The World Today for November 01, 2023
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The results of the Oct. 15 parliamentary elections in Poland are echoing throughout Europe.
Women and young voters helped swing the election to the Civic Coalition and other parties opposing the ruling Law and Justice party, a populist political group that espouses conservative Catholic values and skepticism about the European Union, wrote the BBC.
Law and Justice (or PiS) is still the largest party in parliament, with a 35 percent share, reported Reuters. Now the task of governing falls to Civic Coalition leader Donald Tusk, a former prime minister and ex-president of the European Council, a key EU institution.
Tusk recently notified Polish President Andrzej Duda that he had assembled a majority of lawmakers into a coalition that would appoint him as premier, Politico explained. But Duda is a “staunch ally” of Law and Justice. He could wait and see if Law and Justice under current Prime Minister Mateusz Morawiecki can assemble an equally viable coalition before inviting Tusk to form a government, putting Tusk off for a month or more.
Analysts expect Tusk and his allies to eventually assume power, probably by mid-December. When they do, they can make choices that will reverberate throughout the continent, according to the Council on Foreign Relations. Tusk will draw Poland closer to the EU, send a strong signal to Russia that it supports progressive Western values, and curb the spread of so-called “illiberal” policies.
Law and Justice has been accused of using their years in the majority to weaken democratic institutions like the judiciary and the free press, while consolidating their hold on state media and every other institution in government. For example, the Financial Times wrote that the state-run broadcaster spewed absurd pro-government propaganda before the vote, recalling a news ticker headline – “The opposition’s proposals for Poles: worms instead of meat.”
Meanwhile, its moves have brought it censure from the EU.
Pulitzer Prize-winning historian and journalist Anne Applebaum told Visegrad Insight that the election was basically unfair due to government manipulation, yet Tusk and his allies still won. Bulgarian geopolitical thinker Ivan Krastev wrote an op-ed in the Guardian similarly arguing that Law and Justice’s ploys to win enough support to keep its majority failed. Instead, a strong turnout – the highest in 30 years – helped propel the opposition to its strong showing. Even so, the PiS has yet to admit its losses, the Washington Post reported, instead hailing its success.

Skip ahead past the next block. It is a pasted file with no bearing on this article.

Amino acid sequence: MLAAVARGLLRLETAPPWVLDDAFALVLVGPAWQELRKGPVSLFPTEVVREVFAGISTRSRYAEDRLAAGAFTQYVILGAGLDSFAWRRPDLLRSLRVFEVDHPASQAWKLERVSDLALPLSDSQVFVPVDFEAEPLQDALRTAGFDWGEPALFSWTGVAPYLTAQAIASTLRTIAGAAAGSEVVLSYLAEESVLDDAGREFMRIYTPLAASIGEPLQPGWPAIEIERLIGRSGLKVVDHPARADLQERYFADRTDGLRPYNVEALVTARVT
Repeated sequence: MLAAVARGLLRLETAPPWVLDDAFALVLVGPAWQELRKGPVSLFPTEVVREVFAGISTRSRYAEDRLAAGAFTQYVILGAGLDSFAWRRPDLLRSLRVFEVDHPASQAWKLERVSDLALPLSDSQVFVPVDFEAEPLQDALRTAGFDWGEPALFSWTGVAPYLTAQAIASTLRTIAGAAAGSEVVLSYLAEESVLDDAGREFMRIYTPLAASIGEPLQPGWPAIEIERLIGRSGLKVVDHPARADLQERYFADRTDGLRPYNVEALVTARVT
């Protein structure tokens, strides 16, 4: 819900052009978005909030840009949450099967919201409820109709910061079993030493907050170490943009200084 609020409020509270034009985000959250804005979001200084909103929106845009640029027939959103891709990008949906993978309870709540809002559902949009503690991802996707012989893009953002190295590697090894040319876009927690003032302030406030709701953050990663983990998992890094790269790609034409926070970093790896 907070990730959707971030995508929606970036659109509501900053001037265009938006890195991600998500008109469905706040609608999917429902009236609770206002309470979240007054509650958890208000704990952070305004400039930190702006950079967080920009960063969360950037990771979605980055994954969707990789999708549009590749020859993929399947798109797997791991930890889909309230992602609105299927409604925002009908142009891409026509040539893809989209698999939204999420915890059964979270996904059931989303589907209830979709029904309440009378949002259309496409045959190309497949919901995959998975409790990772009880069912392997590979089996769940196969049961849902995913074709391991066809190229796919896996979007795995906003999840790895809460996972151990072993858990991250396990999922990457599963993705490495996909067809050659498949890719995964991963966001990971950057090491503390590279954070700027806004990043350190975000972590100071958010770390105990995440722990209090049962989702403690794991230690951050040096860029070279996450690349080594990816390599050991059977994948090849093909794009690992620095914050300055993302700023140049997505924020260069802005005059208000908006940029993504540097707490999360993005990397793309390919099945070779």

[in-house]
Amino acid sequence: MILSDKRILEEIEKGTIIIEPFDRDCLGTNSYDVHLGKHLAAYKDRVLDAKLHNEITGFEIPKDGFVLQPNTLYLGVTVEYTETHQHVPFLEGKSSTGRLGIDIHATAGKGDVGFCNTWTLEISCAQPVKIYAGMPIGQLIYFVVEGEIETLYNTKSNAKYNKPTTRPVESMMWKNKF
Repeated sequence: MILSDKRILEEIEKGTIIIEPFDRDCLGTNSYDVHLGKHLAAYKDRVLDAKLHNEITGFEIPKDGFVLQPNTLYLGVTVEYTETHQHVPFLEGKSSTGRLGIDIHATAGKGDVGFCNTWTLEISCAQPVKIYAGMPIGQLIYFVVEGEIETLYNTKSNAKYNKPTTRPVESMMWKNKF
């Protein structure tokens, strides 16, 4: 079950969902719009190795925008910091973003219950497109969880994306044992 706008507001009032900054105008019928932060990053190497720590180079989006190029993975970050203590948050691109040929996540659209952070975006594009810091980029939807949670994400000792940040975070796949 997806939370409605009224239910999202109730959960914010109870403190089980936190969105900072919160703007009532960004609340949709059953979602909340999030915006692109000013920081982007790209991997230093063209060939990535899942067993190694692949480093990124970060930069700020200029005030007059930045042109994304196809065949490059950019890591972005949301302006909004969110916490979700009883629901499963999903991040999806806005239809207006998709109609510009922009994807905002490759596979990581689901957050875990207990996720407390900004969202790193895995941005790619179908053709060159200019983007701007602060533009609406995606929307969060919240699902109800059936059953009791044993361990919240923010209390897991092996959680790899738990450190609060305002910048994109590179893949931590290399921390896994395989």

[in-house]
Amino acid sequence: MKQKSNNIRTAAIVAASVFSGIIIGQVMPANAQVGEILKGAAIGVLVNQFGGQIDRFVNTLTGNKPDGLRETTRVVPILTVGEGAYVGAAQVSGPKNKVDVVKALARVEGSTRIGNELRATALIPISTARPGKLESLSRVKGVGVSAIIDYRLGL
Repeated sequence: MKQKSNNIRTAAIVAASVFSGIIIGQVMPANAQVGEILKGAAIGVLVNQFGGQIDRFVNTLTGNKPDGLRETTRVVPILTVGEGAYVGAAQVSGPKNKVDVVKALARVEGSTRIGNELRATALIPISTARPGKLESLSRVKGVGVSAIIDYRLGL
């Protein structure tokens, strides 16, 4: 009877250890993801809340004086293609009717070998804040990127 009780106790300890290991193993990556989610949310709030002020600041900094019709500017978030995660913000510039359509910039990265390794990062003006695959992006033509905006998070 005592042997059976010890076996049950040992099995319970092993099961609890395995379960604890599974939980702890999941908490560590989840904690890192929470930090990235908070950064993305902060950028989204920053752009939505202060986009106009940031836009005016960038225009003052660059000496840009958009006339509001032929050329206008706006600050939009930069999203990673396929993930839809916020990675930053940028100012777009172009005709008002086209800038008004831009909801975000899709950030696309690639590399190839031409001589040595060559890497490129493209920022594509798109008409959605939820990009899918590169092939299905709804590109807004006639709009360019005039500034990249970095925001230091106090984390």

One of Tusk’s first jobs will be to dismantle this legislative framework, administrative machinery, and election apparatus, not an easy task. “A deeply entrenched populist system, a president loyal to the Law and Justice party, a puppet Constitutional Tribunal and Supreme Court – these are just a few of the problems a new government would face,” Polish journalist Jaroslaw Kuisz and historian Karolina Wigura wrote in an op-ed in the New York Times.
In the meantime, this move from a populist to a more centrist government is potentially bad news for Russian President Vladimir Putin, noted CNBC. Poland has resisted Russian influence since the end of the Cold War. Now, however, a key anti-Russian voice is also going to be far more accepting of pan-European efforts to counter Russian forces in Ukraine and elsewhere.
The bureaucrats in Brussels must be happy.
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THE WORLD, BRIEFLY
At least two people died and dozens were injured in Bangladesh on Tuesday, following clashes between anti-government protesters and police on the first day of a three-day demonstration calling for the resignation of Prime Minister Sheikh Hasina ahead of next year’s election, Reuters reported.